Hartland artist Olena Babak part of Saturday’s Open Studio Tours

Olena Babak, a native of Ukraine and a Hartland artist, stands in her studio Saturday as she takes part in the Wesserunsett Arts Council's Open Studio Tour.

Olena Babak, a native of Ukraine and a Hartland artist, stands in her studio Saturday as she takes part in the Wesserunsett Arts Council’s Open Studio Tour. Staff photo by Mike Seamans

HARTLAND — Olena Babak sometimes draws on American-born artist James Whistler for inspiration.

Whistler, who is quoted as having said: “An artist is not paid for his labor but for his vision,” like Babak, worked in portraits and realism.

“To me it means you don’t just go and render art — if you do not have a thought or emotion of some sort behind it, it really becomes just a skillful rendering of an object,” she said.

Babak, 39, who came to the United States as a 20-year-old refugee from Ukraine in 1997 not speaking any English, opened her studio and home gallery on Great Moose Drive in Hartland on Saturday as part of the eighth annual Open Studio Tour of artists’ barns, lofts, studios and gardens.

Sponsored by the nonprofit Wesserunsett Arts Council, this year’s tours were billed as “a summer arts celebration.”

Visitors to Babak’s home Saturday admired the stunning portraits and colorful landscapes, numbering more than three dozen around the studio.

Rick and Lori McKinley, who live next door to Babak but had not yet seen her new renovated studio, said they have followed Babak’s art work online and now had the chance to view it in person.

“This is our first time in the studio — I like her character sketches,” Rick McKinley said. “She has this great ability to draw expressions.”

Babak said she travels a lot with her work, but has devoted her life to her art.

“I teach, but for the most part I paint — that’s all I do — full time,” she said. “I call myself a contemporary artist because I draw at the present moment from the history of art and the experiences that are happening to me in the present moment and from the other artists that create around me.”

Within that broad structure of “contemporary,” Babak said she leans toward realism in her portraits, figures and landscapes done in oil on canvas as well as with charcoal and pencil.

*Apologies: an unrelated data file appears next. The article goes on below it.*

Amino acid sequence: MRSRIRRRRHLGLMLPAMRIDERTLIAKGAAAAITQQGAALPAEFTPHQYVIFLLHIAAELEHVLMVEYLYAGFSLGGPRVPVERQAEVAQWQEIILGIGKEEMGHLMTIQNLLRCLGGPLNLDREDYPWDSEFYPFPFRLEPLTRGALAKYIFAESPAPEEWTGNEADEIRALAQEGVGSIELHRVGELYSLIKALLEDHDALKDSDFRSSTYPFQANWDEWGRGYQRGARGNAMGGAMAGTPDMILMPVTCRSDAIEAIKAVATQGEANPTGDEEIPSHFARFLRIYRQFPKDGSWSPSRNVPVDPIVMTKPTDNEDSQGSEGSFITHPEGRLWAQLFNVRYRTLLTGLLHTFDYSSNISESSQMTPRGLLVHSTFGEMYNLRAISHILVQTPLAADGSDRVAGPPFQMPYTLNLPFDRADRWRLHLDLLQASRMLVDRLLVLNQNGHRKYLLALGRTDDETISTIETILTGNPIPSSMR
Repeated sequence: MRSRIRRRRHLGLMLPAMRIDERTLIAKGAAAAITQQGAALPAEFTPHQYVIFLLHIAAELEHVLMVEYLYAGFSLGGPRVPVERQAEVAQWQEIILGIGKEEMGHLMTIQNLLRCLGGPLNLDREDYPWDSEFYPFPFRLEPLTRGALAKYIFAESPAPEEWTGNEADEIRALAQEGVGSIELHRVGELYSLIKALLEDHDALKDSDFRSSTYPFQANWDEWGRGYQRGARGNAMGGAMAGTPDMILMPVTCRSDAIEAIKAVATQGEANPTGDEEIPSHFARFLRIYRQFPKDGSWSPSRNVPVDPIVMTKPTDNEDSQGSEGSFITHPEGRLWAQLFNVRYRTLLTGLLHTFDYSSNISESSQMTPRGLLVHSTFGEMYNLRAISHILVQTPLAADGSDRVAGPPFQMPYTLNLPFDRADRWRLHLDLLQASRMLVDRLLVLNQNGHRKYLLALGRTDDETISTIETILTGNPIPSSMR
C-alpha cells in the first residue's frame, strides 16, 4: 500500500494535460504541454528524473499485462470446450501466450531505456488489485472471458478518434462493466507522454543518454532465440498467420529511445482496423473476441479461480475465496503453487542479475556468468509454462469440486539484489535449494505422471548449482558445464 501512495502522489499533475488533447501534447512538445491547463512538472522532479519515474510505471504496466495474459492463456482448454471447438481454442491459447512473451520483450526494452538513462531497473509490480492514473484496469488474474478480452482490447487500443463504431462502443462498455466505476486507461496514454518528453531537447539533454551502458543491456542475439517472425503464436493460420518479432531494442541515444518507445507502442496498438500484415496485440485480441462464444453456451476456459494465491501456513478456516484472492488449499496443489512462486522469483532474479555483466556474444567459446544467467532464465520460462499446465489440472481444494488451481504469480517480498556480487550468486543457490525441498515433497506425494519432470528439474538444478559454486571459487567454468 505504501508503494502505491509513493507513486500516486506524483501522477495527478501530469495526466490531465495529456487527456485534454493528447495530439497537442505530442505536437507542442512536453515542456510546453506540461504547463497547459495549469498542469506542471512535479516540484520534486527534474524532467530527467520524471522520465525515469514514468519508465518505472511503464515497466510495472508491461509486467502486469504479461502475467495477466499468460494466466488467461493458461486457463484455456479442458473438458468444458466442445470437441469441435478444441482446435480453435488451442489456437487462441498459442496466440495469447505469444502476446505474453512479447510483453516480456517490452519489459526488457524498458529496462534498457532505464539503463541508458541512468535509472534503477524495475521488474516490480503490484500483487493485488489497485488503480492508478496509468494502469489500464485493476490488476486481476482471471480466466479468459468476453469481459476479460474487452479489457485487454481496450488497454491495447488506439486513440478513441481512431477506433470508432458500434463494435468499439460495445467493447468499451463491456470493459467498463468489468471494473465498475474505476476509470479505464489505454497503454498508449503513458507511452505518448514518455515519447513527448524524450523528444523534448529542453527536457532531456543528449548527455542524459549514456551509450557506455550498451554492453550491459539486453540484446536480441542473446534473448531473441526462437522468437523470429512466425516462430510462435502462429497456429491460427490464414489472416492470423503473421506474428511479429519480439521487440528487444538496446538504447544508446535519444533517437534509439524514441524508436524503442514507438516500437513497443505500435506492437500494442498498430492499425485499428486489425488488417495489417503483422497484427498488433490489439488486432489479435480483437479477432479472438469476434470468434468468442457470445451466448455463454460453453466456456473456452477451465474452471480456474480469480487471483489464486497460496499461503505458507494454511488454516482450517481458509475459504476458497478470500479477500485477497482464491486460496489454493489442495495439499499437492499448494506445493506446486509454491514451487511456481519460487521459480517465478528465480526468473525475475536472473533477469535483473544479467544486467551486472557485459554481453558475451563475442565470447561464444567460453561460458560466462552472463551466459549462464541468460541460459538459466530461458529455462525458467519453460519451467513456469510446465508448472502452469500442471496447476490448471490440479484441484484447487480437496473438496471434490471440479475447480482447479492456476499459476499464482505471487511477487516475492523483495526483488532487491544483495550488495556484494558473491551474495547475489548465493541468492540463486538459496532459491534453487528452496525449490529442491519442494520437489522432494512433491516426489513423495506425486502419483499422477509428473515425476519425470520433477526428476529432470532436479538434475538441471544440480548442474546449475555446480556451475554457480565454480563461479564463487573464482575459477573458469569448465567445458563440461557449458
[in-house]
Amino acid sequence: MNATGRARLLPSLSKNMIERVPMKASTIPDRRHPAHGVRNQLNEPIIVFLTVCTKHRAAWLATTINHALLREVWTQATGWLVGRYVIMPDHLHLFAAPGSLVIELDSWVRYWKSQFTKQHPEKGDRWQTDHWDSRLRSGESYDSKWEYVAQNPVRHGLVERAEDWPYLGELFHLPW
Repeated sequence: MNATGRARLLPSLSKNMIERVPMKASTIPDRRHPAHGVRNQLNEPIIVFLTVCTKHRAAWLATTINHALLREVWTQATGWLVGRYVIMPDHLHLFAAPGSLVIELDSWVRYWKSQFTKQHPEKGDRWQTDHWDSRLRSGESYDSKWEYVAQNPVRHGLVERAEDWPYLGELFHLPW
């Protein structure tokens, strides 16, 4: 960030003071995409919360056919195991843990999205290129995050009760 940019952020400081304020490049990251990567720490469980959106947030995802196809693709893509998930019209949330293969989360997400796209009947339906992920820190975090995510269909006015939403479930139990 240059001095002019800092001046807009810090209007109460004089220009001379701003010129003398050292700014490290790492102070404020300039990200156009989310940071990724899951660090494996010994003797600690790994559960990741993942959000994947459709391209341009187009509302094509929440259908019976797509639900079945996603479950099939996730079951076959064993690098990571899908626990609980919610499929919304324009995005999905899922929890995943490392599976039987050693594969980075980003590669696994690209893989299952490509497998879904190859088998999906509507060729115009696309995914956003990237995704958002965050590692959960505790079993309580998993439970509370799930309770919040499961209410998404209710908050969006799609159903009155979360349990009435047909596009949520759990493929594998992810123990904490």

Her inspirations in art come from the classical works of Michaelangelo and Leonardo DaVinci along with John Singer Sargent and Whistler. Some of her water landscapes are taken directly from Great Moose Lake and the Sebasticook River near her home.

She sells her work online and has a travel calendar that brings her to galleries and art competitions all over the country.

Babak was born in the village of Kharkiv, in Eastern Ukraine in 1977. She got her first formal art training in the Russian arts tradition, she said. She studied fashion design in the Ukraine and attended art school there as a teenager before filing for refugee status amid a period in her native country marked by economic and political instability.

She arrived in the U.S. alone at age 20, finding a Russian community in 1997 where she settled and made a point of immediately learning to speak English through the Job Corps.

“It’s a long story,” she said. “It’s one of the flukes that happens in your life.”

She attended the Mims Studios and the Academy of Classical Design, in North Carolina, the Hudson River Fellowship in New Hampshire. She also studied art and graphic design at the University of Maine.

She met and ultimately married Chris Ring of Pittsfield. They moved to the house in Hartland in 2012. Babak said her studio is open “by appointment or by chance” for visitors.

The Wesserunsett Arts studio tours, which are free, took place Saturday at more than 20 locations in Mercer, Canaan, Skowhegan, Anson, Solon, Palmyra, Hartland, Wellington and other locations.

The idea of the open tours is to enable people to meet and visit with local artists and experience the connection each artist has with her or his rural Maine setting.

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